Participation in Political Process

Participation in Political Process



Participation in Political Process

Participating in the political process is a noble calling that all citizens who have attained voting age should answer to. Irrespective of race, age or such other factors as economic level and education it is the duty of every adult to choose the type of leadership they want for their country for a specified period of time. Lowi, Ginsberg and Weir, in We the People: an Introduction to American Politics highlight the merits of political participation. They have also shed light on the best ways of participating in this process to bring out the best in leadership.

While political participation is multifaceted it is the duty of the people in the campaign and voting process is so great that the former should precede the latter in a political process (p. 394). Before casting the vote, the individual involved in this process is advised to spread the word about the political side that they would want to indentify with. This ensures that when the participants get to cast their votes they will have influenced others to indentify with the best candidate. The Obama campaign, for example drew people from all walks of life in an internet fundraising process that propelled him to The White House.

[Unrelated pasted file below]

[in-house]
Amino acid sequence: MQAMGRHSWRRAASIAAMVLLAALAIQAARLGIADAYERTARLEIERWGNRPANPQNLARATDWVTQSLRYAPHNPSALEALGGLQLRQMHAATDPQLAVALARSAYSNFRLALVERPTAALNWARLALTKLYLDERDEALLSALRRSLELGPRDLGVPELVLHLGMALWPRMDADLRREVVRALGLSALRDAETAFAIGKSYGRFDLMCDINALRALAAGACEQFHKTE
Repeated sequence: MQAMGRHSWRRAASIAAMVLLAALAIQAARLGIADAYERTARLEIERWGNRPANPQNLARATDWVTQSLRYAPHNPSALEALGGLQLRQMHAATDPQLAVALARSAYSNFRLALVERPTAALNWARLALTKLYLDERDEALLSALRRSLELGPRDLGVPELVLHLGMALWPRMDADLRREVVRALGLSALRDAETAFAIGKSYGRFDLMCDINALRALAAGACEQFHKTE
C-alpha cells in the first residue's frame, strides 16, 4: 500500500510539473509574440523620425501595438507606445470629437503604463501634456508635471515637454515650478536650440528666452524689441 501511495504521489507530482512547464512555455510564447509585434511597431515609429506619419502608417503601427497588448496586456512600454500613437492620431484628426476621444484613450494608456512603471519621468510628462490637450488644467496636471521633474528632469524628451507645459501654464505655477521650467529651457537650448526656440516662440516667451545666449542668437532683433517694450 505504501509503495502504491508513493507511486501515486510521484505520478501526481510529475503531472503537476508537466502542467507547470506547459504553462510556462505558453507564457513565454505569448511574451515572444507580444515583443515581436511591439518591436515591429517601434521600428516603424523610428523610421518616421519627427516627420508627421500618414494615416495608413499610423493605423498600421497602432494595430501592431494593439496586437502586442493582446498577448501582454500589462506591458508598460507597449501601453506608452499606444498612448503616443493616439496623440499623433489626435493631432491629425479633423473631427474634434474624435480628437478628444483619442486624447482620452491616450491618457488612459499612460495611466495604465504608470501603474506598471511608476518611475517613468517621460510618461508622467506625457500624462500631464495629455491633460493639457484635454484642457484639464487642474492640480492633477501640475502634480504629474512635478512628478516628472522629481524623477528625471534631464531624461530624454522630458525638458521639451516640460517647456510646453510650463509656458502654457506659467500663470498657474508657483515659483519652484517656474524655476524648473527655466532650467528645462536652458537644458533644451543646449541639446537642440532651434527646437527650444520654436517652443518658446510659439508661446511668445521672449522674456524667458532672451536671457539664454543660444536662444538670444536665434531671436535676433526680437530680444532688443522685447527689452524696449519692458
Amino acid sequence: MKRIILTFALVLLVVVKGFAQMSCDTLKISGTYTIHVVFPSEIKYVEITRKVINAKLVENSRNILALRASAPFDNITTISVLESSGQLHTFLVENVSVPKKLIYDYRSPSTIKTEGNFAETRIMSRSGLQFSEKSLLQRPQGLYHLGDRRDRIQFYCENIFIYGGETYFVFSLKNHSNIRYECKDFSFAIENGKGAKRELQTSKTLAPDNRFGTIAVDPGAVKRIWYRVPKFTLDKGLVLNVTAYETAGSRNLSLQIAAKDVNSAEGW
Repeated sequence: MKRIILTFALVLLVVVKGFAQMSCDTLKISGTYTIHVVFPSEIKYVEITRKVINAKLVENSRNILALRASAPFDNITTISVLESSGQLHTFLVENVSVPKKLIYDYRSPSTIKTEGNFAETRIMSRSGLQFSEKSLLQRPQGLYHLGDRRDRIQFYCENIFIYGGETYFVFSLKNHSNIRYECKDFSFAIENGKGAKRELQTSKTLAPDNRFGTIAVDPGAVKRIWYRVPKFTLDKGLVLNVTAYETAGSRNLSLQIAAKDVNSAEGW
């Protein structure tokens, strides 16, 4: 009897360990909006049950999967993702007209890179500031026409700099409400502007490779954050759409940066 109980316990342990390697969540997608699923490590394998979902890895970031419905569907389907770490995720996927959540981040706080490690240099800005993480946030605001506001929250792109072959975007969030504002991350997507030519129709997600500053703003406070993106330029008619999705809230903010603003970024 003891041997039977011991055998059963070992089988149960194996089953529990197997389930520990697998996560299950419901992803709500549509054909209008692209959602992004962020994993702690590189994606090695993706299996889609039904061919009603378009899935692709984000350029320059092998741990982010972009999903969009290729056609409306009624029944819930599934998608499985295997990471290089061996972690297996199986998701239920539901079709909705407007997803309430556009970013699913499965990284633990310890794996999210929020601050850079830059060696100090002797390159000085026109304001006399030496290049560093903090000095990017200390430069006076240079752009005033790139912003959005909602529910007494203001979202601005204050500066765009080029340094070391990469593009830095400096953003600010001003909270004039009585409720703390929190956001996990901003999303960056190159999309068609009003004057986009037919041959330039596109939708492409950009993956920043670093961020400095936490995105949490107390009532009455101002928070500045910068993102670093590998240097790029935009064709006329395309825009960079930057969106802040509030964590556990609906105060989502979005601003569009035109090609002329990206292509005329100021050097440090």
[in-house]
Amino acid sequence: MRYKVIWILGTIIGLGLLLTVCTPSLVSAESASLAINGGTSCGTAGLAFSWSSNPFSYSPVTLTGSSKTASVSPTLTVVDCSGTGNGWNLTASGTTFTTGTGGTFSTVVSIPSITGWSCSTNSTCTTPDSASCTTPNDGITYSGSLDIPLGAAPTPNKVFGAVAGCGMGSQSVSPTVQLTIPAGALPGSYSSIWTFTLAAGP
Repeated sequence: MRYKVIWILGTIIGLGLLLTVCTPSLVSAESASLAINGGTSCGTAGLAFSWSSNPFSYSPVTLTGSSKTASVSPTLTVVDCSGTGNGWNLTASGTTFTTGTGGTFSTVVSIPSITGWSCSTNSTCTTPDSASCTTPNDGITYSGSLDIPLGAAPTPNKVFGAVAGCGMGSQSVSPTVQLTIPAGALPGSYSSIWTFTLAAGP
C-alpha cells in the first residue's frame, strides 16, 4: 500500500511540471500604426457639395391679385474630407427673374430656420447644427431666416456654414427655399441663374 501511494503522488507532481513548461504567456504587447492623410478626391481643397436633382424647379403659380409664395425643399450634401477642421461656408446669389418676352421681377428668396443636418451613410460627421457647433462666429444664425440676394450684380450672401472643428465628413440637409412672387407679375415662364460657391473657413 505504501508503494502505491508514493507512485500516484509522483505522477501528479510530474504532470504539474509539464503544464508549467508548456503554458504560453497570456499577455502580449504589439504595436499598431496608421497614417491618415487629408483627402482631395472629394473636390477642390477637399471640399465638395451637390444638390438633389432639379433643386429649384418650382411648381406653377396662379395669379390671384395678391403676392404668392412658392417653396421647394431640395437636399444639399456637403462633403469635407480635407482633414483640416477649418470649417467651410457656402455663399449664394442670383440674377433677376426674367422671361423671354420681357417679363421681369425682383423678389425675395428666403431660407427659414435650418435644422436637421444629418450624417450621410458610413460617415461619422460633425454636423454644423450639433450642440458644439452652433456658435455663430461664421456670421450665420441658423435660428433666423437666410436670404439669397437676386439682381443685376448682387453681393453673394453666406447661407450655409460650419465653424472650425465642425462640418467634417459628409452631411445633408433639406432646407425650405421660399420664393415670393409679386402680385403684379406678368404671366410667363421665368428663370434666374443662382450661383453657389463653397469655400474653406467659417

After the people have participated in campaigns through various means they should be dutiful to vote in the leaders they support. Since it is one vote for every adult, there should be no reason for any person of voting age not casting their vote. It is the adding up of the accumulate individual votes that lead to the verdict that the people have spoken every time a candidate gathers most votes.


Lowi, T.J., Ginsberg, B. &Weir M. (2013). We the People: An Introduction to American Politics. New York, NY:W.W. Norton and Company.


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